Conclusions Top


Newer antiinfectives are being continuously designed and synthesized by researchers world over, but the problem of antibiotic resistance is on the rise. Thus, there is a dire need for the discovery of new compounds with antibiotic activity against the resistant forms of bacteria. The current study is an attempt to evaluate isoflavones as potential antibacterial agents. The SAR of isoflavones with antibacterial activity revealed a co-relationship between the presence of prenyl group and hydroxyl group at certain positions of the isoflavone ring structure and anti-S. aureus and anti-MRSA activity. Of the compounds included in this study, DS 5 and 8-(γ,γ-dimethylallyl)-wighteone were found to be the most active compounds. DS 5 has the C-6 prenyl group as well as the C-7 hydroxyl group. On the other hand, 8-(γ,γ-dimethylallyl)-wighteone has C-6 and C-8 prenyl group and C-5 and C-7 hydroxyl group. These structural peculiarities possessed by these two compounds are very important for anti-S. aureus and anti-MRSA activity as revealed by this review. Thus, these two compounds can act as future candidates to develop newer synthetic antibacterials in due course.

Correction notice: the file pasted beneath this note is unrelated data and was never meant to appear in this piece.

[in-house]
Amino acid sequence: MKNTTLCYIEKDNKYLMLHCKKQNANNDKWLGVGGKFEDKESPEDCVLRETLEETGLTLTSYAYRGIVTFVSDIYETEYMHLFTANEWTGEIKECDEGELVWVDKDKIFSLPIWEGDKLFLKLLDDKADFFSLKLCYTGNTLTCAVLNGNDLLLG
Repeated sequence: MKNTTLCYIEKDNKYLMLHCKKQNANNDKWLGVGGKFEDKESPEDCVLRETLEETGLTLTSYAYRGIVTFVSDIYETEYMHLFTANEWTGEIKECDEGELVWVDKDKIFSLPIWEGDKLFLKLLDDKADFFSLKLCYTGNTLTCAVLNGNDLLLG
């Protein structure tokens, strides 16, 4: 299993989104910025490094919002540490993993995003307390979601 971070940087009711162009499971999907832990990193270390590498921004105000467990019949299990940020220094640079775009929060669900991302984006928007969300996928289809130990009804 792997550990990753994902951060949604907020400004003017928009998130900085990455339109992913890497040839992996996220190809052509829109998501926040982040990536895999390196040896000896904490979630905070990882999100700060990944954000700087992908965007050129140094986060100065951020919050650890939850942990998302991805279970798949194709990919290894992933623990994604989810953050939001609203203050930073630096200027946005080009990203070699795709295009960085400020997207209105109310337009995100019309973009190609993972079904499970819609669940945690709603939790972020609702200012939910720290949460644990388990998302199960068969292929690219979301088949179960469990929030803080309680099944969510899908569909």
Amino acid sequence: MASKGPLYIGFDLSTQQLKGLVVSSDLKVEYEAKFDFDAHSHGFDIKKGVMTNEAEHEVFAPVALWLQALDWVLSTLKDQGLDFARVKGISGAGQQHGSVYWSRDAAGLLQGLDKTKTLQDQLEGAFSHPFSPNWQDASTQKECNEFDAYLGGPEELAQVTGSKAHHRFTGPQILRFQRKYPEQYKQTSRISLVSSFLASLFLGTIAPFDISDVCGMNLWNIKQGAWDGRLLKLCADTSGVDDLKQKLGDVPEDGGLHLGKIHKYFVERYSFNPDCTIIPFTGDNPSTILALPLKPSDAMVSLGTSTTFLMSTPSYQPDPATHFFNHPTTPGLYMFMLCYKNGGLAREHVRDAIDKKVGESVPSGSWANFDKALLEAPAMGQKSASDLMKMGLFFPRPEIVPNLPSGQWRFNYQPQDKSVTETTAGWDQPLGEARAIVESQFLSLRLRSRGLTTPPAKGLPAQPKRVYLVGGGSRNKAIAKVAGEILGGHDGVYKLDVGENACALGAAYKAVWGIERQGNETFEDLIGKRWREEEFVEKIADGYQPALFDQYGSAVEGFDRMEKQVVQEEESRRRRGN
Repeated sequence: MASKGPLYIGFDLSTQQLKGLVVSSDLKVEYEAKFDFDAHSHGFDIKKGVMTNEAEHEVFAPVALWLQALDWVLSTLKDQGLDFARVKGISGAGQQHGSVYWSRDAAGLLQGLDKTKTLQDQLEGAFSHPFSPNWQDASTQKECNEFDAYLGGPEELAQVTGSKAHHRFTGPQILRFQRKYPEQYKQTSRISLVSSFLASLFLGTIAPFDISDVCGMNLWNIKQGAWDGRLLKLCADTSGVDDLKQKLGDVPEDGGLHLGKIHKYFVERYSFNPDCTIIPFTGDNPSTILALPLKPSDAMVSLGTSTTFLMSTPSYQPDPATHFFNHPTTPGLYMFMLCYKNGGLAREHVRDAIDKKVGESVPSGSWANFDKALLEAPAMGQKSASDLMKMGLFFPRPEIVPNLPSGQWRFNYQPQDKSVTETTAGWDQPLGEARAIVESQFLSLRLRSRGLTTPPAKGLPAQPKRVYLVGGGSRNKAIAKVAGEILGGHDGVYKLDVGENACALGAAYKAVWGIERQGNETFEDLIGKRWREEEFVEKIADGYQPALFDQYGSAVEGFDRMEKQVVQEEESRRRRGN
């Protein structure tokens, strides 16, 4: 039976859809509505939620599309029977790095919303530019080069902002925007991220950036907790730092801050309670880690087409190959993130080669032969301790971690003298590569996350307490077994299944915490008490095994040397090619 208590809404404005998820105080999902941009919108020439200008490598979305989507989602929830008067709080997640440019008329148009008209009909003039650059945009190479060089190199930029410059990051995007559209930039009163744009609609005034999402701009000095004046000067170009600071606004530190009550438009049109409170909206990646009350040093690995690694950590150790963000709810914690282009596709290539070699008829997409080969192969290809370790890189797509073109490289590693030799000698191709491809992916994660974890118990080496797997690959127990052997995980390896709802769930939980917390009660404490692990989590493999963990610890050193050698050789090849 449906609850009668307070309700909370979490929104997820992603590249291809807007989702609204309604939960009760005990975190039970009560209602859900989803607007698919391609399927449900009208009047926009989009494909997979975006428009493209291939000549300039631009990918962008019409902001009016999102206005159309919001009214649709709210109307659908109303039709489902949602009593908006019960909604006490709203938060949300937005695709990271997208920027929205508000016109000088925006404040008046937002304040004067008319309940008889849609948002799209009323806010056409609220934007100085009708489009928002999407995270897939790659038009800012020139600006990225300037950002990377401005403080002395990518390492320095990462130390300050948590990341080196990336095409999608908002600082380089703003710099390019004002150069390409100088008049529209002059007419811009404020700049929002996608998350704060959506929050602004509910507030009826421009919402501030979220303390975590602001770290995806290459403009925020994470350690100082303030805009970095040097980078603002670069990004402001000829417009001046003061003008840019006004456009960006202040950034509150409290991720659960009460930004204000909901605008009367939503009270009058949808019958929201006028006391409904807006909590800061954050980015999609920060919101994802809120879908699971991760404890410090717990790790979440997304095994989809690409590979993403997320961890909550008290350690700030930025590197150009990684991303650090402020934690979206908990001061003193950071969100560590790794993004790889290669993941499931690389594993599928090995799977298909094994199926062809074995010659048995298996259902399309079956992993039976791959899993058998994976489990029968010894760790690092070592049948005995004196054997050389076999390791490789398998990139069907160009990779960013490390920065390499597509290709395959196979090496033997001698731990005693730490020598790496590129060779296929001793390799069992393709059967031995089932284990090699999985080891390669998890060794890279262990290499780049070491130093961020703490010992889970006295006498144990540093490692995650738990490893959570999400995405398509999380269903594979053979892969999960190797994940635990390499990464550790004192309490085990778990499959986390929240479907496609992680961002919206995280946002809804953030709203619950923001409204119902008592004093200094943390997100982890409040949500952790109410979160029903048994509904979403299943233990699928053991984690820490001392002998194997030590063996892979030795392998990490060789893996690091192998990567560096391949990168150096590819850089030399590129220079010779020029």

The current study would be useful to design and synthesize newer antibacterial agents. These agents can either be used alone or in combination with other antibiotics to combat infections of S. aureus and MRSA. Use of these agents in combination would reduce the effective dose to be administered and also reduce the incidence of resistance to antibiotics.

 
   References Top

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  [Figure 1], [Figure 2]